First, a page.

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Re: Two questions on stream entry and nibbana

Postby Bhikkhu Pesala » Thu May 01, 2014 9:09 pm

Easy and difficult are relative terms.

For example, for an athlete, running a mile in five minutes is not at all difficult. For me, it would be impossible. For a few, running a mile in four minutes is not difficult. Others cannot even walk a mile unaided.

So developing all of the progressive stages of insight right up to the first Path and beyond may only take a few weeks for rare individuals, while a dedicated average meditator would need at least a few months or a few years. An average Buddhist might need a few lifetimes. For those with obstructive kamma, wrong views, or strong defilements, it may be impossible in this lifetime however hard they strive. Of course, I have no powers to know the perfections of others. Only a Buddha, or one like him, could know an individual's potential for realisation. The best I can do is make an educated guess based on learning and hearsay.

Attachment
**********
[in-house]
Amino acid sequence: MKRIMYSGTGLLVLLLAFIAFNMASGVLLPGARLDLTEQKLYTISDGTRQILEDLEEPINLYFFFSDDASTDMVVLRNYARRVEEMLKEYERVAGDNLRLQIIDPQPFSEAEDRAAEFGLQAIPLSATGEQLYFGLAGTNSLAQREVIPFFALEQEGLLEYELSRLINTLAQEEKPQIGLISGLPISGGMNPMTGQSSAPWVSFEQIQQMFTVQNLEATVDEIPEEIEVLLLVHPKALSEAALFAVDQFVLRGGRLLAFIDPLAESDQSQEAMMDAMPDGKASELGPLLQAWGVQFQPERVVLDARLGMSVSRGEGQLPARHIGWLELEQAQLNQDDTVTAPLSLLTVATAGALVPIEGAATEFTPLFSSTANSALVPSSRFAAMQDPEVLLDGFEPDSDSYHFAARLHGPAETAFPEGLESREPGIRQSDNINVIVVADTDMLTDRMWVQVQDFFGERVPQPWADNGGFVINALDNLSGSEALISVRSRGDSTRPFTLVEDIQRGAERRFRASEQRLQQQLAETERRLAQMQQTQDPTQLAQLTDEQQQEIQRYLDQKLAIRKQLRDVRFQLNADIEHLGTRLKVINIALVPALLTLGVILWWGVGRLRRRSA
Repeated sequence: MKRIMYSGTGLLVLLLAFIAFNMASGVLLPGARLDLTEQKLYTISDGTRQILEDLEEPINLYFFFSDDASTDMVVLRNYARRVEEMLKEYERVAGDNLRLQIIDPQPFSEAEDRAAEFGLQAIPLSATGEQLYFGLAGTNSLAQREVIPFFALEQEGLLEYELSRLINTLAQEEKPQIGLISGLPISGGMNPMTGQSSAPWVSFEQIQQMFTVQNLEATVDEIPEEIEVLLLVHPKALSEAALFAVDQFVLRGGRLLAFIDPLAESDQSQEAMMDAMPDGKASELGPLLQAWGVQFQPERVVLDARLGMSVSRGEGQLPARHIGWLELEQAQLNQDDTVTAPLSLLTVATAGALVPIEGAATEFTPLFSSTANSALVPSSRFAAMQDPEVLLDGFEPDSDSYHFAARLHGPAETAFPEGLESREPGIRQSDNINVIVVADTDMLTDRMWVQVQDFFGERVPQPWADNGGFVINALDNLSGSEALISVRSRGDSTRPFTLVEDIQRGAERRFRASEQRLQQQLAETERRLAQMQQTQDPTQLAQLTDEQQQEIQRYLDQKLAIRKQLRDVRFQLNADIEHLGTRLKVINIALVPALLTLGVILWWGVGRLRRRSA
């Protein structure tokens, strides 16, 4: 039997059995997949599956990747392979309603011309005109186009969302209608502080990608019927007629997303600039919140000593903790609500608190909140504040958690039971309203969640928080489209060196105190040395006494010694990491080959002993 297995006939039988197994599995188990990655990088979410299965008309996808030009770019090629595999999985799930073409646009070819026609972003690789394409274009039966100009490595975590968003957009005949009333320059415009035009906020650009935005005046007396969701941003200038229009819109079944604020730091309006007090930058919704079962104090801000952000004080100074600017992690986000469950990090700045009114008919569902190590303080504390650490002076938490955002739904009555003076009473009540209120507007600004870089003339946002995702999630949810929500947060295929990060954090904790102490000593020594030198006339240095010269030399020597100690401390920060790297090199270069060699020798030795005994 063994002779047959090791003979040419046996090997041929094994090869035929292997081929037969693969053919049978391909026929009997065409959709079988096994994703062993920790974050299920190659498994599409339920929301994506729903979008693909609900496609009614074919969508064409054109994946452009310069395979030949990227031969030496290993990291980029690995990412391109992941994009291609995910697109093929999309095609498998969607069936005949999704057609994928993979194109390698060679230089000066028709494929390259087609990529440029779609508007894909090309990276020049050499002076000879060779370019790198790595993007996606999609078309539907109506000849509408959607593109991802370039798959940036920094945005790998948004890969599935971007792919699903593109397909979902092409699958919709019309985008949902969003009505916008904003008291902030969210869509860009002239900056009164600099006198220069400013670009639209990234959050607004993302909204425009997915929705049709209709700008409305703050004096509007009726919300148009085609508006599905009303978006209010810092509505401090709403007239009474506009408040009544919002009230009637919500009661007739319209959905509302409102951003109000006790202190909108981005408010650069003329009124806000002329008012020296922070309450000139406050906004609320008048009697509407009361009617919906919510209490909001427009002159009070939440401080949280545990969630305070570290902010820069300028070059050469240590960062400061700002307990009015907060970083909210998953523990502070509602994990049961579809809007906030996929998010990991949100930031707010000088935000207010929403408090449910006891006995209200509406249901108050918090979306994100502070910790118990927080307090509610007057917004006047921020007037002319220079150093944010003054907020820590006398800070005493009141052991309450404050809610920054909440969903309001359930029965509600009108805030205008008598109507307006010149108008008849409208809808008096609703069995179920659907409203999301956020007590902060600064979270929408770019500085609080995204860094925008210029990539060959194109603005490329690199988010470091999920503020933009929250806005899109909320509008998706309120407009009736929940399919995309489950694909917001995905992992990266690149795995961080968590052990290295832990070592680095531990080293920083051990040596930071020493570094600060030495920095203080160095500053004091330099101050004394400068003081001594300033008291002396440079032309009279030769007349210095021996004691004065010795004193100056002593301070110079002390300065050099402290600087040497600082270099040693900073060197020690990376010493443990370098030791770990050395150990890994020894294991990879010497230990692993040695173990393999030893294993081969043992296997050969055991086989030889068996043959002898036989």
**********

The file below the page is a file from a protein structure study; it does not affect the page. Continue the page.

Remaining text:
The Puggalapaññati defines four kinds of individuals:
  1. Those who attain the Path on hearing a short verse (e.g. like Sāriputta and Moggallāna)
  2. Those who attain the Path on hearing a longer exposition of the Dhamma
  3. Those who attain the path after striving for some period (7 years, or 7 months, or 7 weeks, or 7 days, or 1 day, or half a day according to the Satipaṭṭhāna Sutta)
  4. Those who cannot attain the Path (e.g. Ajātasattu or Devadatta)
The consensus seems to be that only the latter two types exist nowadays.
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Re: Two questions on stream entry and nibbana

Postby cooran » Thu May 01, 2014 10:53 pm

---The trouble is that you think you have time---
---It's not what happens to you in life that is important ~ it's what you do with it ---
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Re: Two questions on stream entry and nibbana

Postby Sati1 » Fri May 02, 2014 3:11 am

Hello,

Thank you for the answers and for the very useful link. I guess the guidelines provided in The Progress of Insight cannot be taken to conclude that it will be easy for everyone (even if it may read like that). What else to do but keep practicing!

:anjali:
Sati1
London, UK

----